What’s weirdest is Steven Spielberg signing on to direct a piece of material that only ever aspired to be a blatant Spielberg knockoff in the first place. (It’s as if Paul McCartney suddenly started covering Oasis songs.) Like his disastrous “Hook,” in which the filmmaker self-consciously tried to wrestle with his own Peter Pan complex and anxieties about fatherhood, “Ready Player One” incoherently attempts to assess the legacy of his earlier work and the popcorn escapist fantasies that inspired generations of imitators, for better or worse.

A scene from Spielberg's "Ready Player One." (Courtesy Warner Bros.)
A scene from Spielberg's "Ready Player One." (Courtesy Warner Bros.)

Thing is, those early Spielberg pictures are a lot more sophisticated than even he probably remembers, and they’re a hell of a lot more sophisticated than “Ready Player One.” Adapted by Cline himself along with frequent superhero movie screenwriter Zak Penn, the movie can’t even find a way to put any peril into the endless action sequences.

In this weirdly weightless virtual universe, characters are able to die and start over again, or even just unplug themselves if anything ever gets too hairy. Spielberg is a master craftsman and can choreograph the crap out of stunning chases involving King Kong and the T. Rex from his own “Jurassic Park” — or a fistfight between Mechagodzilla and the Iron Giant — but all the action just lies there inert on the screen because it never feels like anything’s at stake.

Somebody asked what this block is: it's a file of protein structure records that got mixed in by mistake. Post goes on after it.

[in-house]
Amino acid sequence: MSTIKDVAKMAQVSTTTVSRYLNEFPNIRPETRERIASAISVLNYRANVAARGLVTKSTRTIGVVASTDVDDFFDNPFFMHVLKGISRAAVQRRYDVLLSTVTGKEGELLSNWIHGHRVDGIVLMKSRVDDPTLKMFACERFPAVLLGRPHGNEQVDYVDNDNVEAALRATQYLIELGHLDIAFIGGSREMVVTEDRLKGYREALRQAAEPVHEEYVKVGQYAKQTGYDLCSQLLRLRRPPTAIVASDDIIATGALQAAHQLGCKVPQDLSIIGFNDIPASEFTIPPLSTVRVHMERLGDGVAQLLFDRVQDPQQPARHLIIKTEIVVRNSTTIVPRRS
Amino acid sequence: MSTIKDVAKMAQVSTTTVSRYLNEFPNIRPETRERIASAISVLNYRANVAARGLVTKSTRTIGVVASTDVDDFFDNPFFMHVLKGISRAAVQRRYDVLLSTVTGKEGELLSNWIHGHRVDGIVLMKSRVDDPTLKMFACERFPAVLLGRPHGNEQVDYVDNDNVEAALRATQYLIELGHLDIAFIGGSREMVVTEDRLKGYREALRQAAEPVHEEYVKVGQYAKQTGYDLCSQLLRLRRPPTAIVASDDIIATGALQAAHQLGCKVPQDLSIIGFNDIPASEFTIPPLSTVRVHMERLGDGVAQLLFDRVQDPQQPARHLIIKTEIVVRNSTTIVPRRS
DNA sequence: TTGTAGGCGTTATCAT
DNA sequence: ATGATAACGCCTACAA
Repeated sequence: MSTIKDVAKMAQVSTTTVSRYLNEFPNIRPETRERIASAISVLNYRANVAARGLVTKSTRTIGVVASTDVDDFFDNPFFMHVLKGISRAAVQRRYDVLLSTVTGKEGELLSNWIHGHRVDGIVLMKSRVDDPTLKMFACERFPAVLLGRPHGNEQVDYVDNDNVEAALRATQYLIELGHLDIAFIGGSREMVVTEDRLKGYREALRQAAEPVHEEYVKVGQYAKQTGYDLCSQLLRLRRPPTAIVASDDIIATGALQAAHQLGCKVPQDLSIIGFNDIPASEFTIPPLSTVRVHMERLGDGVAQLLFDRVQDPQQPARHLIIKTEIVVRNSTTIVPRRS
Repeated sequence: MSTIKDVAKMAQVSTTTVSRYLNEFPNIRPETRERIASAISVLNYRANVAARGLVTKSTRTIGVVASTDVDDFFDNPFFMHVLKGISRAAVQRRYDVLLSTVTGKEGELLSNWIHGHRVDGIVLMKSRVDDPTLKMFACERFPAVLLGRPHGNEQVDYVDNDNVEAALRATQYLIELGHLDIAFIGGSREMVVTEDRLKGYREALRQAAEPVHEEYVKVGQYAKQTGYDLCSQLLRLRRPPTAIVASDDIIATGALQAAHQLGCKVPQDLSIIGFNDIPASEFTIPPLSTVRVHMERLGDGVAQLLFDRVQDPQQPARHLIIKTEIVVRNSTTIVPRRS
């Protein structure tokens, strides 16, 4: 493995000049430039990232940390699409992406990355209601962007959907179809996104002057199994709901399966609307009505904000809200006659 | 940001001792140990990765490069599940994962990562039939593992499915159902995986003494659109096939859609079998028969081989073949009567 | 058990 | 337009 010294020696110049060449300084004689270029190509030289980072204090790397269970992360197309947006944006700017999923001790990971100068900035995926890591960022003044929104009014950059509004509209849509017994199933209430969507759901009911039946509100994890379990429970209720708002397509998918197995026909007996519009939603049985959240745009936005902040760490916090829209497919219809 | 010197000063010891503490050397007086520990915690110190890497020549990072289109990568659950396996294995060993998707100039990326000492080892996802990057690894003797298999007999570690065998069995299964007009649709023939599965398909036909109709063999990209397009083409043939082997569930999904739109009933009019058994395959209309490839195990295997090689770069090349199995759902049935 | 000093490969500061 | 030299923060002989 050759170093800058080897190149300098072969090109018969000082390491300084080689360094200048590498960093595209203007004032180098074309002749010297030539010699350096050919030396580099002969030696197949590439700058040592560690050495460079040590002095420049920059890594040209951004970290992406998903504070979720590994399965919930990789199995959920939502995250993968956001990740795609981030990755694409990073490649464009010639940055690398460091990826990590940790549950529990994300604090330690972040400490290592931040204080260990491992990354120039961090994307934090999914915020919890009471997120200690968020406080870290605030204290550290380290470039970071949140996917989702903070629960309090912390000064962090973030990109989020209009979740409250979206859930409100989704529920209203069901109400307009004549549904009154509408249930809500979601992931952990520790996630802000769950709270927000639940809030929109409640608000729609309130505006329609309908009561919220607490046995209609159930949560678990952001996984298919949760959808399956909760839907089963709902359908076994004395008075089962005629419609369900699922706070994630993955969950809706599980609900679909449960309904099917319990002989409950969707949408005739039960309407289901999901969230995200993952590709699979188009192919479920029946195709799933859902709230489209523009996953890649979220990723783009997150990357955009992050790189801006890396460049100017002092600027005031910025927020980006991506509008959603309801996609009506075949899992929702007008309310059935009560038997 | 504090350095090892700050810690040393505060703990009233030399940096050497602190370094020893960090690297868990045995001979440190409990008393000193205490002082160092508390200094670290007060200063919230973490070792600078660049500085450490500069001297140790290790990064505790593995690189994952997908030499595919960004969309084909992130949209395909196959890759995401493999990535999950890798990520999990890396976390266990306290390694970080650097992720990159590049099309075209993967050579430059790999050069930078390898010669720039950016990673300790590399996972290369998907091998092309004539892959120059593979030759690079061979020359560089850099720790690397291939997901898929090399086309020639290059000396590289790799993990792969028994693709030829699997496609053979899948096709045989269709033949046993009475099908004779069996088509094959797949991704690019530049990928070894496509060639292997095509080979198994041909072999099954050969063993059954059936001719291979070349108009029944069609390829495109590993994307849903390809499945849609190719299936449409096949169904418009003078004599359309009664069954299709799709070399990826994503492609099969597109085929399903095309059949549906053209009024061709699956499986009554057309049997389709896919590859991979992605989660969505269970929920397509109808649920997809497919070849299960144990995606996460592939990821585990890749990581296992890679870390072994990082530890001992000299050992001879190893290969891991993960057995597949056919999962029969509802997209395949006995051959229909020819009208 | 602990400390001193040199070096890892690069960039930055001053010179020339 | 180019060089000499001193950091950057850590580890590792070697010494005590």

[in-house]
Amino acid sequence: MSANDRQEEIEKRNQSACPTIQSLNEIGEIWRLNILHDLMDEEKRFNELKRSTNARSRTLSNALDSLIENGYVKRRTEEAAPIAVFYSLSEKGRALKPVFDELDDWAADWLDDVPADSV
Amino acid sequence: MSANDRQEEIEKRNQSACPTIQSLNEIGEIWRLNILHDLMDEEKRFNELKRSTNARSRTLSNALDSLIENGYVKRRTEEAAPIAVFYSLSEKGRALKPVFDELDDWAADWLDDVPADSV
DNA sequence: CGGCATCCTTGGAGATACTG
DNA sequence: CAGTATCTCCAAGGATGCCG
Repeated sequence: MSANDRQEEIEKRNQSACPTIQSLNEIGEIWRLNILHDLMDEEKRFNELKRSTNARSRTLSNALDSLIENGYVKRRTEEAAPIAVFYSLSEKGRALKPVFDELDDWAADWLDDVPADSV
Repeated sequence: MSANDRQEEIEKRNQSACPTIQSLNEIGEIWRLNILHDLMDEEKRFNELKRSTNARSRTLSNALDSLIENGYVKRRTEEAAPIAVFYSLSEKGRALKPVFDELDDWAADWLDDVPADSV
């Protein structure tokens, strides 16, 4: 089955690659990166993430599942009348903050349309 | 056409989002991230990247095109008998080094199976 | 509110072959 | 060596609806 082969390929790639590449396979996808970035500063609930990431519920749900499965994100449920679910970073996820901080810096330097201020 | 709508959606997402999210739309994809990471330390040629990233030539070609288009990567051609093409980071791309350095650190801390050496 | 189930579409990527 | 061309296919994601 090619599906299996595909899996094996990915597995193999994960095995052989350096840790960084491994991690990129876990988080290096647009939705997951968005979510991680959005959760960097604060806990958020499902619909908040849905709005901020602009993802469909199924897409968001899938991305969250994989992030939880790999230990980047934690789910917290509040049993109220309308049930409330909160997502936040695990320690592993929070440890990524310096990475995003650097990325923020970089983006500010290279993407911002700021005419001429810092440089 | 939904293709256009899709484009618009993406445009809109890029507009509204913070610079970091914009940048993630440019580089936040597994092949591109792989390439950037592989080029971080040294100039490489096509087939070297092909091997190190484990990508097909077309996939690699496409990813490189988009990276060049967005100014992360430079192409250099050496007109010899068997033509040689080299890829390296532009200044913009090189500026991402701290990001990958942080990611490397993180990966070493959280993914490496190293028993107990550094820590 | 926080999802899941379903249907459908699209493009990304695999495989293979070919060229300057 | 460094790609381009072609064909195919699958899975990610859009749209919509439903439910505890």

I hate to indulge the old critics’ cliché of saying a movie feels like watching someone else play a video game, except in this one you literally are watching someone else play a video game. Hell, the whole climax involves the world looking on in suspense while Wade fiddles with an old Atari 2600. Not even a director as kinetically gifted as Steven Spielberg can make that exciting.

Ben Mendelsohn as Nolan Sorrento in "Ready Player One." (Courtesy Warner Bros.)
Ben Mendelsohn as Nolan Sorrento in "Ready Player One." (Courtesy Warner Bros.)

It’s also impossible not to feel like these folks would be better off trying to repair their disastrously broken society instead of spending all their time and energy fighting to keep commercials out of their precious video game. If the movie made any sense it would end with Wade unplugging the OASIS for good, but the most Spielberg and company are willing to muster without alienating their audience is a mild admonishment to shut off the console every once in a while and go try getting yourself a girlfriend.

With his recent run of vibrant historical dramas — “Lincoln,” “Bridge of Spies” and “The Post” — Spielberg has been slyly using the past to comment upon the present. These movies are energized and engaged, and despite their deceptively drab settings, they crackle with a visual invention missing from this picture’s bloated CGI spectacle. The best latter-day Spielberg films look back in order to tell us about where we are. “Ready Player One” just speeds along in reverse.


Sean Burns Twitter Film Critic
Sean Burns is a film critic for The ARTery.